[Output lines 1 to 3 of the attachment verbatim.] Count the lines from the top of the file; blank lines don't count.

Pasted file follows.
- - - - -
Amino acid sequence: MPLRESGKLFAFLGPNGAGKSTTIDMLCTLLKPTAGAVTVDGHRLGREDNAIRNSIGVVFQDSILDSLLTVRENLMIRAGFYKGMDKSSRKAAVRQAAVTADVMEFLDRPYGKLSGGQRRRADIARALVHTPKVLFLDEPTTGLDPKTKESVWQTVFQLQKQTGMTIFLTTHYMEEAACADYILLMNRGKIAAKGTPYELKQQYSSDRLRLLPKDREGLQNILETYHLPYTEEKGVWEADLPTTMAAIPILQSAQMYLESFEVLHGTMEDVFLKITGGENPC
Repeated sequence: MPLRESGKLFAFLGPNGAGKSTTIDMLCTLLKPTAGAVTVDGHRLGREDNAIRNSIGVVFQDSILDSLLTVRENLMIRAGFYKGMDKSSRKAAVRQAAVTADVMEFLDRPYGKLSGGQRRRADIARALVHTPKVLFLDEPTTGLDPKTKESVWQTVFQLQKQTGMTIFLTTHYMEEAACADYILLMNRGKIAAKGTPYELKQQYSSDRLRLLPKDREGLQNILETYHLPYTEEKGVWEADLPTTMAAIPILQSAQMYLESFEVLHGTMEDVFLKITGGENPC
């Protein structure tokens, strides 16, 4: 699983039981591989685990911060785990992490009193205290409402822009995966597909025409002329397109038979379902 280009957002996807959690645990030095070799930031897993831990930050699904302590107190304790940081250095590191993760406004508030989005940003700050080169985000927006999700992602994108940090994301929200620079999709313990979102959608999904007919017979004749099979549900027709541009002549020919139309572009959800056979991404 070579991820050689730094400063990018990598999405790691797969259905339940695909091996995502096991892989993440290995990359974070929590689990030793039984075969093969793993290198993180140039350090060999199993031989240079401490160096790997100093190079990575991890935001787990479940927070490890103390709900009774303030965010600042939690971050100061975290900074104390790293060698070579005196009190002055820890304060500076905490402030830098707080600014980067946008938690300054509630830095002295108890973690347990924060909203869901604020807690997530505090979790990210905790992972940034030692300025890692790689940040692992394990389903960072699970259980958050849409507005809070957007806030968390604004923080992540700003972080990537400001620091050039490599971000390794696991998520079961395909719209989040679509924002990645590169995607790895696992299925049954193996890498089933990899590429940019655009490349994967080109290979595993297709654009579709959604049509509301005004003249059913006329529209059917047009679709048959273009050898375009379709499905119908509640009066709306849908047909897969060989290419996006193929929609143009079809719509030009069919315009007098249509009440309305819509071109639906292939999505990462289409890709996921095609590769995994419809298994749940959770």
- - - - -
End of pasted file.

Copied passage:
Amino acid sequence: MPLRESGKLFAFLGPNGAGKSTTIDMLCTLLKPTAGAVTVDGHRLGREDNAIRNSIGVVFQDSILDSLLTVRENLMIRAGFYKGMDKSSRKAAVRQAAVTADVMEFLDRPYGKLSGGQRRRADIARALVHTPKVLFLDEPTTGLDPKTKESVWQTVFQLQKQTGMTIFLTTHYMEEAACADYILLMNRGKIAAKGTPYELKQQYSSDRLRLLPKDREGLQNILETYHLPYTEEKGVWEADLPTTMAAIPILQSAQMYLESFEVLHGTMEDVFLKITGGENPC
Repeated sequence: MPLRESGKLFAFLGPNGAGKSTTIDMLCTLLKPTAGAVTVDGHRLGREDNAIRNSIGVVFQDSILDSLLTVRENLMIRAGFYKGMDKSSRKAAVRQAAVTADVMEFLDRPYGKLSGGQRRRADIARALVHTPKVLFLDEPTTGLDPKTKESVWQTVFQLQKQTGMTIFLTTHYMEEAACADYILLMNRGKIAAKGTPYELKQQYSSDRLRLLPKDREGLQNILETYHLPYTEEKGVWEADLPTTMAAIPILQSAQMYLESFEVLHGTMEDVFLKITGGENPC
């Protein structure tokens, strides 16, 4: 699983039981591989685990911060785990992490009193205290409402822009995966597909025409002329397109038979379902 280009957002996807959690645990030095070799930031897993831990930050699904302590107190304790940081250095590191993760406004508030989005940003700050080169985000927006999700992602994108940090994301929200620079999709313990979102959608999904007919017979004749099979549900027709541009002549020919139309572009959800056979991404 070579991820050689730094400063990018990598999405790691797969259905339940695909091996995502096991892989993440290995990359974070929590689990030793039984075969093969793993290198993180140039350090060999199993031989240079401490160096790997100093190079990575991890935001787990479940927070490890103390709900009774303030965010600042939690971050100061975290900074104390790293060698070579005196009190002055820890304060500076905490402030830098707080600014980067946008938690300054509630830095002295108890973690347990924060909203869901604020807690997530505090979790990210905790992972940034030692300025890692790689940040692992394990389903960072699970259980958050849409507005809070957007806030968390604004923080992540700003972080990537400001620091050039490599971000390794696991998520079961395909719209989040679509924002990645590169995607790895696992299925049954193996890498089933990899590429940019655009490349994967080109290979595993297709654009579709959604049509509301005004003249059913006329529209059917047009679709048959273009050898375009379709499905119908509640009066709306849908047909897969060989290419996006193929929609143009079809719509030009069919315009007098249509009440309305819509071109639906292939999505990462289409890709996921095609590769995994419809298994749940959770």